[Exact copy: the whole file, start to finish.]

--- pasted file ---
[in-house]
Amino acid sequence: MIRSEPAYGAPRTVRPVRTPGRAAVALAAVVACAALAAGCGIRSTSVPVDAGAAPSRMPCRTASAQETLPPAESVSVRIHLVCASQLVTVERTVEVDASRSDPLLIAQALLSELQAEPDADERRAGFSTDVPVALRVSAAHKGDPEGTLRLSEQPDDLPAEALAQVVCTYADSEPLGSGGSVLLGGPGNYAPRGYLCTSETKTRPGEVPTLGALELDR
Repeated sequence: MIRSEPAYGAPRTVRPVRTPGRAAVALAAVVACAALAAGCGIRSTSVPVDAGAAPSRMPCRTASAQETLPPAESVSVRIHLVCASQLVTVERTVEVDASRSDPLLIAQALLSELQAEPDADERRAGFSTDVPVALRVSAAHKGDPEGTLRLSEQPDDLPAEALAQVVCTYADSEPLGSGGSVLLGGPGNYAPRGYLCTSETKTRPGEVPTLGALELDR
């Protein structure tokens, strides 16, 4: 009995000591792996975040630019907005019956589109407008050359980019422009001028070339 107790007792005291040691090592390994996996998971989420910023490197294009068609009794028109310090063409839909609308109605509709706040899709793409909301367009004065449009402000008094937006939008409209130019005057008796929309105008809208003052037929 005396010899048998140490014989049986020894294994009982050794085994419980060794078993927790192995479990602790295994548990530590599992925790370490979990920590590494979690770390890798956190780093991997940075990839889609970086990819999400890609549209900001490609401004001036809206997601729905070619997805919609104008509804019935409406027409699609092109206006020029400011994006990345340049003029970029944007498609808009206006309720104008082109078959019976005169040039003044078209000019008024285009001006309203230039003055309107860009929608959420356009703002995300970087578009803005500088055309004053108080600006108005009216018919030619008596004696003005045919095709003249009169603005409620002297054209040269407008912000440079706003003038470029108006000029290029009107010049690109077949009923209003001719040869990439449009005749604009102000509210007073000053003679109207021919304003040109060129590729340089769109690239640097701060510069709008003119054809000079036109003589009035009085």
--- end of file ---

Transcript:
[in-house]
Amino acid sequence: MIRSEPAYGAPRTVRPVRTPGRAAVALAAVVACAALAAGCGIRSTSVPVDAGAAPSRMPCRTASAQETLPPAESVSVRIHLVCASQLVTVERTVEVDASRSDPLLIAQALLSELQAEPDADERRAGFSTDVPVALRVSAAHKGDPEGTLRLSEQPDDLPAEALAQVVCTYADSEPLGSGGSVLLGGPGNYAPRGYLCTSETKTRPGEVPTLGALELDR
Repeated sequence: MIRSEPAYGAPRTVRPVRTPGRAAVALAAVVACAALAAGCGIRSTSVPVDAGAAPSRMPCRTASAQETLPPAESVSVRIHLVCASQLVTVERTVEVDASRSDPLLIAQALLSELQAEPDADERRAGFSTDVPVALRVSAAHKGDPEGTLRLSEQPDDLPAEALAQVVCTYADSEPLGSGGSVLLGGPGNYAPRGYLCTSETKTRPGEVPTLGALELDR
């Protein structure tokens, strides 16, 4: 009995000591792996975040630019907005019956589109407008050359980019422009001028070339 107790007792005291040691090592390994996996998971989420910023490197294009068609009794028109310090063409839909609308109605509709706040899709793409909301367009004065449009402000008094937006939008409209130019005057008796929309105008809208003052037929 005396010899048998140490014989049986020894294994009982050794085994419980060794078993927790192995479990602790295994548990530590599992925790370490979990920590590494979690770390890798956190780093991997940075990839889609970086990819999400890609549209900001490609401004001036809206997601729905070619997805919609104008509804019935409406027409699609092109206006020029400011994006990345340049003029970029944007498609808009206006309720104008082109078959019976005169040039003044078209000019008024285009001006309203230039003055309107860009929608959420356009703002995300970087578009803005500088055309004053108080600006108005009216018919030619008596004696003005045919095709003249009169603005409620002297054209040269407008912000440079706003003038470029108006000029290029009107010049690109077949009923209003001719040869990439449009005749604009102000509210007073000053003679109207021919304003040109060129590729340089769109690239640097701060510069709008003119054809000079036109003589009035009085």